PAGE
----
Creating New Year’s Resolutions with Your Child

Creating New Year’s Resolutions with Your Child

Dec 27, 2016

For parents and adults in general, New Years’ resolutions are a way to review and evaluate the past year and determine lifestyle changes you may want to make to better your livelihood and overall well-being. However, your child can make resolutions too! By creating New Years’ resolutions with your child, you can empower them to change their behavior or work towards learning or perfecting a new skill. Although they won’t be able to make goals like “spending less,” there are plenty of kid-friendly resolutions they can make for the New Year. Here are some ways you can create effective, reasonable goals for your child:

Creating a New Year’s Resolution

The New Year’s resolution you and your child come up with for them should follow these SMART guidelines:

Specific – Your child’s resolution should consist of his or her goals and how they should eventually achieve it.

Measurable – You and your child should be able to track his or her progress over the year, whether it be on a chart or regular check-ins.

Attainable – While your child’s goal should be ambitious, it should also remain reasonable. It needs to be something that will put their skills to the test, but not overwhelm them.

Results-oriented – Your child’s resolution should have some sort of explanation of what he or she will be able to accomplish once they have fulfilled their resolution.

Time-bound – The goal should dictate some sort of time frame; since this is a New Year’s resolution, a year is a reasonable timeframe, but you can always adjust the time to fit the goal accordingly. For example, if your child’s goals are to make an A in math by the next progress report, you might set the timeframe for a few months instead of the year.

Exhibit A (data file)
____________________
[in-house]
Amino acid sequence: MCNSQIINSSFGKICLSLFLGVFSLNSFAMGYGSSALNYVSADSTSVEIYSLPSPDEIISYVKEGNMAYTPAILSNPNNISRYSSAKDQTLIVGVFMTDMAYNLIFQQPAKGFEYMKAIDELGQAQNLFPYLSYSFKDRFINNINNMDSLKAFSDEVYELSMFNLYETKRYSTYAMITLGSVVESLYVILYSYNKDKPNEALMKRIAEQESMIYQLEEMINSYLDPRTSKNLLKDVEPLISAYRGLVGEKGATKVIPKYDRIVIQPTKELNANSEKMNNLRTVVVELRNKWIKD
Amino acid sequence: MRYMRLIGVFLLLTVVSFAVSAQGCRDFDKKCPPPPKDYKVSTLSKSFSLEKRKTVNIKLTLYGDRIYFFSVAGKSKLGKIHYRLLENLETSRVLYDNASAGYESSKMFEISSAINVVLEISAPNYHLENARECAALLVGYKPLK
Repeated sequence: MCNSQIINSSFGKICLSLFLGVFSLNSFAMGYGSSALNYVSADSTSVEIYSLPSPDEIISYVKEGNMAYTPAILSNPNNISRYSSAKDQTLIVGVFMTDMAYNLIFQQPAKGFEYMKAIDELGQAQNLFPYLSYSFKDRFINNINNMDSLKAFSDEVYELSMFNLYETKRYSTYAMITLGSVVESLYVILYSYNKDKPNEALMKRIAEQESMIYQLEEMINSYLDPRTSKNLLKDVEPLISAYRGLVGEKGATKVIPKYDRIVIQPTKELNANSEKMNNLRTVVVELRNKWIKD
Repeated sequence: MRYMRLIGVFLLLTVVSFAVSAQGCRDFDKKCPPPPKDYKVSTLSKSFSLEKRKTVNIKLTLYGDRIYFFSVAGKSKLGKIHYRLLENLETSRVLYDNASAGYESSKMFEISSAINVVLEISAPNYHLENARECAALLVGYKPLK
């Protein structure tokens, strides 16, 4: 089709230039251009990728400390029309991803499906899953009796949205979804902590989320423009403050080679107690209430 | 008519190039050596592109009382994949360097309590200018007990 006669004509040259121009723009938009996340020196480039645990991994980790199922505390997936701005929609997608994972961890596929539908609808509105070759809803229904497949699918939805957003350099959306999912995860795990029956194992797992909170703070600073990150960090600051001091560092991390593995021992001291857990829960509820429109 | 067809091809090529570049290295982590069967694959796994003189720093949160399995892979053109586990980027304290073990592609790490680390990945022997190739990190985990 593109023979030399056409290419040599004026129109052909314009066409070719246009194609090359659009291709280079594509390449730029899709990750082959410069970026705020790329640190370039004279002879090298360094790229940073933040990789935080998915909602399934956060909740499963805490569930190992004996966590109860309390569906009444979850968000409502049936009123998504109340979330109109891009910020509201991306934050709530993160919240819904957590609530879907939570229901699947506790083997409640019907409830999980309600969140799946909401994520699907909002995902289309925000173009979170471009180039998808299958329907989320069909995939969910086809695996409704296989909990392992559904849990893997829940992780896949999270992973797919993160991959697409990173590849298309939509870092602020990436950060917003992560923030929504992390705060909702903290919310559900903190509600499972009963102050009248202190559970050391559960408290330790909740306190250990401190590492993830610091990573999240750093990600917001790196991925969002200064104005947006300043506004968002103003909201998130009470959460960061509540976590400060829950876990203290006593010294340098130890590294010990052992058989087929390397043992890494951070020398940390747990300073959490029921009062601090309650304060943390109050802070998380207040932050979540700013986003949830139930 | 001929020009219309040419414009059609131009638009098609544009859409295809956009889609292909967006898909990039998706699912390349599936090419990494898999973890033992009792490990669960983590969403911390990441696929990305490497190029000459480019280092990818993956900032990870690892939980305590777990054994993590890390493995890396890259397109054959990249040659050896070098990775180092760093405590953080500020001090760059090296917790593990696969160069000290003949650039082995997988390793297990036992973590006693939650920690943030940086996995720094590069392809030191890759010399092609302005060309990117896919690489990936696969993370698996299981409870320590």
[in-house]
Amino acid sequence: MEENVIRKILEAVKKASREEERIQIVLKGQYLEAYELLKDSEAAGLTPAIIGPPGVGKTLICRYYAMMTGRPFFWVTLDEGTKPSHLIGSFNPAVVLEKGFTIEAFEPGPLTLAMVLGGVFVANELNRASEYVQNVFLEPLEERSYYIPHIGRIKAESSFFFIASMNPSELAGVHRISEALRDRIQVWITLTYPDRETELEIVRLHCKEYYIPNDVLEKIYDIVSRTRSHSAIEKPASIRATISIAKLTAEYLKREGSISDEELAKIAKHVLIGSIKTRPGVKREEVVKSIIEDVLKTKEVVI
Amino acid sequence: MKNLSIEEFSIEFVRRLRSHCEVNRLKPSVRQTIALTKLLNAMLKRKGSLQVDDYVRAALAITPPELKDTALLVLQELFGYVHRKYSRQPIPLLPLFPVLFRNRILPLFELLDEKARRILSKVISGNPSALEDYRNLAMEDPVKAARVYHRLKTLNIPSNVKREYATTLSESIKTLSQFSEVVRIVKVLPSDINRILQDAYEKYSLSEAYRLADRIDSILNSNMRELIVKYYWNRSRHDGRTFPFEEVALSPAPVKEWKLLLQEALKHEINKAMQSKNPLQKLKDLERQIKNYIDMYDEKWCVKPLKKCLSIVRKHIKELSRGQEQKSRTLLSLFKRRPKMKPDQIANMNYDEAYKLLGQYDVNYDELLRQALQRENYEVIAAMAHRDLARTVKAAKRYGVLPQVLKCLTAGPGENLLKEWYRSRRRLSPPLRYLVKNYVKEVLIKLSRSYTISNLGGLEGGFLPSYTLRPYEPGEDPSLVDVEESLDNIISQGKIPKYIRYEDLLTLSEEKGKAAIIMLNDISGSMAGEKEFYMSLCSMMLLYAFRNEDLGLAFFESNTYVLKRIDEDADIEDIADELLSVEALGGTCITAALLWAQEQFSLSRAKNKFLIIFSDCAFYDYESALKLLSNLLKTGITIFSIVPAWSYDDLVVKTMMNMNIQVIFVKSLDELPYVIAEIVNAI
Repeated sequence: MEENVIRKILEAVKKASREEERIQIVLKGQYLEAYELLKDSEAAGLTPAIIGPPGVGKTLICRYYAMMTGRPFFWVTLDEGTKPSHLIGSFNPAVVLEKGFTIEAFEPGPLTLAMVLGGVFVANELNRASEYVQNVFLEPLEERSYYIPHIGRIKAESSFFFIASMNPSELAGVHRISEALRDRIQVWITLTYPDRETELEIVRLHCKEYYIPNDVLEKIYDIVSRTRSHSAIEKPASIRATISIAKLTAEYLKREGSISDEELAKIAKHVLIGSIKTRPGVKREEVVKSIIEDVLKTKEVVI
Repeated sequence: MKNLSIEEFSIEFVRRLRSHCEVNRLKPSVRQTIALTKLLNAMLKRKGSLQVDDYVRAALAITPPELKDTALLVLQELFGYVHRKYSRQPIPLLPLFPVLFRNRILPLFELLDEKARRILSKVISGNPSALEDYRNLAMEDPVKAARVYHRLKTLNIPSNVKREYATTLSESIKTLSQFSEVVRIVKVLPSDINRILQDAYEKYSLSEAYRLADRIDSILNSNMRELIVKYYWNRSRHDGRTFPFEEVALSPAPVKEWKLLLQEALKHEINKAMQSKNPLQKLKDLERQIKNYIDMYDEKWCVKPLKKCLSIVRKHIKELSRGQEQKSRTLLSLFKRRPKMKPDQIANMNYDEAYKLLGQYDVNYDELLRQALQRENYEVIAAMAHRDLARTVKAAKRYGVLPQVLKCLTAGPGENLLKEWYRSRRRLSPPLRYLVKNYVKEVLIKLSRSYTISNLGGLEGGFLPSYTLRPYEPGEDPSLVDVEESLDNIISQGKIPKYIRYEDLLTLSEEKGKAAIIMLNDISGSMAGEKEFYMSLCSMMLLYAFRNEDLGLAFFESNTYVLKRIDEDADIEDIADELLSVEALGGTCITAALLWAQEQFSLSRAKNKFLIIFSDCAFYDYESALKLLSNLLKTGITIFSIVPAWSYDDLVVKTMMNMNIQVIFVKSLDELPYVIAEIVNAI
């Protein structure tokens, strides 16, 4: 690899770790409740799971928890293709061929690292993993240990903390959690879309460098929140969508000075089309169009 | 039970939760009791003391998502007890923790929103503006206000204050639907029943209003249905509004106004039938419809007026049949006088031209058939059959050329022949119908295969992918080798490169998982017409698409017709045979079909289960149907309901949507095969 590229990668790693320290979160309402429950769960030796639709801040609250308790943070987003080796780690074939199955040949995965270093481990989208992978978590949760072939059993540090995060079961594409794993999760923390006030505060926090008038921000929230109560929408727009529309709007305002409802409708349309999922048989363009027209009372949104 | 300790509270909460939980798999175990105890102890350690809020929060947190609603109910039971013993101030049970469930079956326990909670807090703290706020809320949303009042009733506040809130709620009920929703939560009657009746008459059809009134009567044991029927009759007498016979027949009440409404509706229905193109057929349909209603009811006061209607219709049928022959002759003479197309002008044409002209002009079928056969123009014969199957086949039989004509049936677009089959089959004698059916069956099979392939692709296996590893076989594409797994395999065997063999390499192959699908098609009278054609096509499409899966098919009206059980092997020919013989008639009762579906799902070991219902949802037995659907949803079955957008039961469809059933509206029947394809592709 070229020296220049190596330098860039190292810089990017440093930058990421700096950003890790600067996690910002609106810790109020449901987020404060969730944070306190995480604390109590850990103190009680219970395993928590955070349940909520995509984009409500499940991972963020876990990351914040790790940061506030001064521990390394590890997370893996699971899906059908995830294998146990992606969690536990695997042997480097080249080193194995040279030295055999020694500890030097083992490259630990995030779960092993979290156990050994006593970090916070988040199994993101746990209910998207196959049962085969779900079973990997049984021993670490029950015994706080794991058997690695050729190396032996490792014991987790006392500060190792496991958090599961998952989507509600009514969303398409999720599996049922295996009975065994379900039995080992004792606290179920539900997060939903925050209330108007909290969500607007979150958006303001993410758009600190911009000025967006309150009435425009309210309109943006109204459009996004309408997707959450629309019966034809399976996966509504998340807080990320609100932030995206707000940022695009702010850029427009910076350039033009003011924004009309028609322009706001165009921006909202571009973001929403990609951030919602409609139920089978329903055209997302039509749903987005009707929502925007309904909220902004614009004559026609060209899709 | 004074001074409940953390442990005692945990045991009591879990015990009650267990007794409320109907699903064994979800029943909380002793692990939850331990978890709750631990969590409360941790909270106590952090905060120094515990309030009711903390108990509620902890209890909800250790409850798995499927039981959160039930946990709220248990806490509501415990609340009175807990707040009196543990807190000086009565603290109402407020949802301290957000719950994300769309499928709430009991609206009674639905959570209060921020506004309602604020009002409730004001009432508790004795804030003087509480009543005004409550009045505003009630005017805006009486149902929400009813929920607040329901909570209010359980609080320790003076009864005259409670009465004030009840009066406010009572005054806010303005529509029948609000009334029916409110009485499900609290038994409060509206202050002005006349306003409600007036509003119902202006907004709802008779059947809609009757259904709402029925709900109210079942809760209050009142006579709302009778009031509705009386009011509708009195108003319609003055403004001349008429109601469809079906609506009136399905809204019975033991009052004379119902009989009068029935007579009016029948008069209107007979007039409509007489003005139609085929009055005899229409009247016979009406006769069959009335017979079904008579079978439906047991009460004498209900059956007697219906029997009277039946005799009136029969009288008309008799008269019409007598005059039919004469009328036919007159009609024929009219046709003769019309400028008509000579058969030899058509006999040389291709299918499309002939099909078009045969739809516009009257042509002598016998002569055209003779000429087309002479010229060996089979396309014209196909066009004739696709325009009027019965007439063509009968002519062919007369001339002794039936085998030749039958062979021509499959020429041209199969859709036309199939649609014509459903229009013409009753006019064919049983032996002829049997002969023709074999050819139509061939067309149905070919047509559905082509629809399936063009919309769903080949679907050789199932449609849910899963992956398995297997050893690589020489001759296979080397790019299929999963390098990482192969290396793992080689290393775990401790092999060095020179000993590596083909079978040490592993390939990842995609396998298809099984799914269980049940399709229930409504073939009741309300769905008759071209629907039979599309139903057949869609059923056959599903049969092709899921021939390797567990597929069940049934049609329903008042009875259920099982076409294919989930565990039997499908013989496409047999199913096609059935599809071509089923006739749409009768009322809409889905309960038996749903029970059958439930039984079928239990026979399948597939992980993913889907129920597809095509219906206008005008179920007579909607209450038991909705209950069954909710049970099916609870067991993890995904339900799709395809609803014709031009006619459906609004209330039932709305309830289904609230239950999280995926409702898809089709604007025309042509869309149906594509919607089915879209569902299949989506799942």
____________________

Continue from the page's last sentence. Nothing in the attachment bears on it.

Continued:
Sticking to the Resolution

Like parents, children may have a hard time sticking to a resolution. Here are a few ways you can motivate them to keep working towards their goals:

Work towards the same goal – By joining your child in working towards the same or similar goal, you can make each other more accountable for your efforts.

Don’t pressure or nag – Use regular check-ins to review your child’s progress towards their goals with them. You can ask questions about their goals or offer reminders, but don’t put any pressure on them to work harder towards a goal. You want them to get there on their own terms.

Share your experiences – If you find that your child is struggling with a goal, try sharing some of your own experiences with them. Talk about the things that may have helped you or didn’t help, and then discuss with your child what they can do differently next time to better achieve their goal.

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